…With Liberty and Justice for All

…With Liberty and Justice for All

Fireworks over Oak Lake in Lincoln at the Uncle Sam Jam

This is a guest blog post by Zeke Rouse, Appleseed’s Immigrants and Communities Welcoming Intern.

Across America, thousands of communities celebrate today in big and small ways, with local and larger events, holiday fare, parades, music, and readings of the Declaration of Independence. Some of us may not get past the hot dogs and watermelon, but it is time to reflect, even for just a few minutes, about what it means to live in a country built on the principles of democracy, where the voice of the people matters. “We the people” were, for many years, defined as white, land-owning men, but this has changed over time, as laws have codified standards to make our society fairer and more just. That doesn’t make us perfect. In fact, the founding fathers aimed to create not a perfect union, but a more perfect union. It was the dream of that more perfect union that inspired leaders like Susan B. Anthony and Dr. Martin Luther King Jr. to fight for rights to be extended to all Americans, beyond those whom our founding fathers narrowly included.

The chronicle of our nation’s first days wouldn’t be genuine without underscoring the enslavement of Black people by our nation’s “founding” fathers and continued abuse by a criminal-justice system in structures of racial control. We must also not overlook that women and people of color, including the indigenous people who resided here, were not in the mind of those that penned the Constitution.

We celebrated Juneteenth a few weeks ago, as it has been in the Black community for over 150 years since the end of slavery. This year, it had more visibility than ever with the continuing attention of the lived reality of Black Americans. Like Juneteenth, our traditional Independence Day on July 4th is a uniquely American holiday. As fundamentally American as July 4th is thought, it is an incomplete project and requires acknowledging the struggles and success on the same issues by large and essential groups of Americans.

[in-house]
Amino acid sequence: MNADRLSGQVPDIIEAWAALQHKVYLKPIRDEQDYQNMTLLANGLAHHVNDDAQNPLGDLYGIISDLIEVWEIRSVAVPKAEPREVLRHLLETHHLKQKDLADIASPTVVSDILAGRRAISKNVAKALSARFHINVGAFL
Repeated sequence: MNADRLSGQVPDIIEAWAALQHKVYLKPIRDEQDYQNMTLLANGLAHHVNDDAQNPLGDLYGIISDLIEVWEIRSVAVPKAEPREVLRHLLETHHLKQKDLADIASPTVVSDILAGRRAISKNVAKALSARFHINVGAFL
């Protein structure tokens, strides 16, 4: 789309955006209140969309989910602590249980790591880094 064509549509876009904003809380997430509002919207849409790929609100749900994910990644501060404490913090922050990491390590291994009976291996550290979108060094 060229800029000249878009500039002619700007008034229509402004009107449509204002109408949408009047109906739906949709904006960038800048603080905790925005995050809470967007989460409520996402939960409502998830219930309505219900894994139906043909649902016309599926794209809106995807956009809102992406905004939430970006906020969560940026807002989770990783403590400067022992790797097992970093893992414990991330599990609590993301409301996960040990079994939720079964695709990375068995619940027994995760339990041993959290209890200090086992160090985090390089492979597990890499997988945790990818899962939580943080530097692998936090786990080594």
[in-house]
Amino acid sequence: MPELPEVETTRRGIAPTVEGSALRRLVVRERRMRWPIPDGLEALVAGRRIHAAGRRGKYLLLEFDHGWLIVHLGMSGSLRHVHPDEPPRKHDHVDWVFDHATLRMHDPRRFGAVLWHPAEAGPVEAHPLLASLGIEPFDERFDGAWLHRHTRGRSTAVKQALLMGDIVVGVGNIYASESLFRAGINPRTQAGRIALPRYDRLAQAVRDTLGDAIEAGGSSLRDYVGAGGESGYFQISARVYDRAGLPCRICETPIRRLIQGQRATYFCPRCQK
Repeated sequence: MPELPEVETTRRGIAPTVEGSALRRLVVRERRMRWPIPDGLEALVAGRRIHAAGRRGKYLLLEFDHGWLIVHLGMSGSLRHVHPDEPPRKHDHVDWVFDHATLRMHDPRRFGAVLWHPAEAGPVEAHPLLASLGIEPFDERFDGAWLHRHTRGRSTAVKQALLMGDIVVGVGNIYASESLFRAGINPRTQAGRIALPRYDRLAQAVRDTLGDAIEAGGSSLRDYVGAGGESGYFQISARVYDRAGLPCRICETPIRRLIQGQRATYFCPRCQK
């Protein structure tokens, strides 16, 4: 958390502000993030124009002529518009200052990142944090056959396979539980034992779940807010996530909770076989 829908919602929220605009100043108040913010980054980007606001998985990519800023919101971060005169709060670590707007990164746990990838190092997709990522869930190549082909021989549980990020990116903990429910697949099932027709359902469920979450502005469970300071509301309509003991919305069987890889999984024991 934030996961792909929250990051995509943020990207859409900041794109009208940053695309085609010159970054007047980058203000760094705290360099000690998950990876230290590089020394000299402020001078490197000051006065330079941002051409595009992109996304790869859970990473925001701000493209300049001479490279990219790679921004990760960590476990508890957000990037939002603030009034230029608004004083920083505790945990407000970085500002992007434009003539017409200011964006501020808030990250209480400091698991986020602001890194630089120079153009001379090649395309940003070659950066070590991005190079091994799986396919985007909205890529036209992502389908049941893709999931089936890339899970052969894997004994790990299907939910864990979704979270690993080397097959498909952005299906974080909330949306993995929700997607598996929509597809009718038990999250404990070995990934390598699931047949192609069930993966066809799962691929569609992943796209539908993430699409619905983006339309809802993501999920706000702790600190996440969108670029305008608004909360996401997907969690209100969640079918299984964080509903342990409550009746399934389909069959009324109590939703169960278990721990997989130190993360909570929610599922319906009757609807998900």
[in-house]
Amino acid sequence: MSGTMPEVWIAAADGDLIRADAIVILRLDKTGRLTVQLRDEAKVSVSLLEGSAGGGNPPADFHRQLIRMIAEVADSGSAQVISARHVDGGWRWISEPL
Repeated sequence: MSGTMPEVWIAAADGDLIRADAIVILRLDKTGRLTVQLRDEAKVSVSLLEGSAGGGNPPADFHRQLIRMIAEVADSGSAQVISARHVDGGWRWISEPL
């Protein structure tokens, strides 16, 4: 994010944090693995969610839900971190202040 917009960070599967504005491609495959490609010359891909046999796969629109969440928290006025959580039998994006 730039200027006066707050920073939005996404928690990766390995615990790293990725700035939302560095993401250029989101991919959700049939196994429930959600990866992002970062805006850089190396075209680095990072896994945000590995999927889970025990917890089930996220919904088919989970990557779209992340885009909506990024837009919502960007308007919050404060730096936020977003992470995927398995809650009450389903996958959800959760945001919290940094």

The gap of true freedom in the United States of America has exceeded the realm of race throughout our history and into the present day, with the privilege of true freedom roped off for only a few. By truly free, I don’t mean the echelon to not be owned/enslaved. Instead, I mean the freedom to walk in your own truth devoid of antipathic judgment or any kind of harmful effect from those who do not agree with or understand that truth. Freedom may still be illusory to those individuals who do not distinguish themselves with dogmatic codes and portrayal that are maintained in our society. Freedom may still feel sequestered to those who do not have the privilege of living without moderating a part (or multiple parts) of their identities. Movements such as #BlackLivesMatter, #MeToo, #LoveisLove, and #FamiliesBelongTogether are all evident instances of groups identifying a lack of equity and electing to vocalize their sentiments around that inequity to catalyze a meaningful change.

Lincoln Unites! Citizenship ceremony in Lincoln

Patriotism is more than simply rising up and waving the nation’s flag or getting mad at anyone who critiques something about America. I celebrate the fact that our First Amendment rights have granted me my voice – a voice that I use to speak my mind, including to criticize the areas where America has failed. Dr. Martin Luther King Jr. once declared: “I criticize America because I love her. I want her to stand as a moral example to the world.” America assured its people that we are endowed with certain unalienable rights, that among these are “life, liberty, and the pursuit of happiness.” We fought for these ideals; we shouldn’t settle for less. In our port stands a beacon of liberty with a poignant poem by Emma Lazarus inscribed on her base. It says, “Give me your tired, your poor, your huddled masses yearning to breathe free…Send these, the homeless, tempest-tossed to me.”

Be proud to wave the red, white and blue – but we hold this truth to be self-evident that not all men, women, and certainly not those who identify as neither, are considered equal in America today. It simply means that “We the People” must maintain the fight for this country to be the truly inclusive and welcoming nation it aspires to be.

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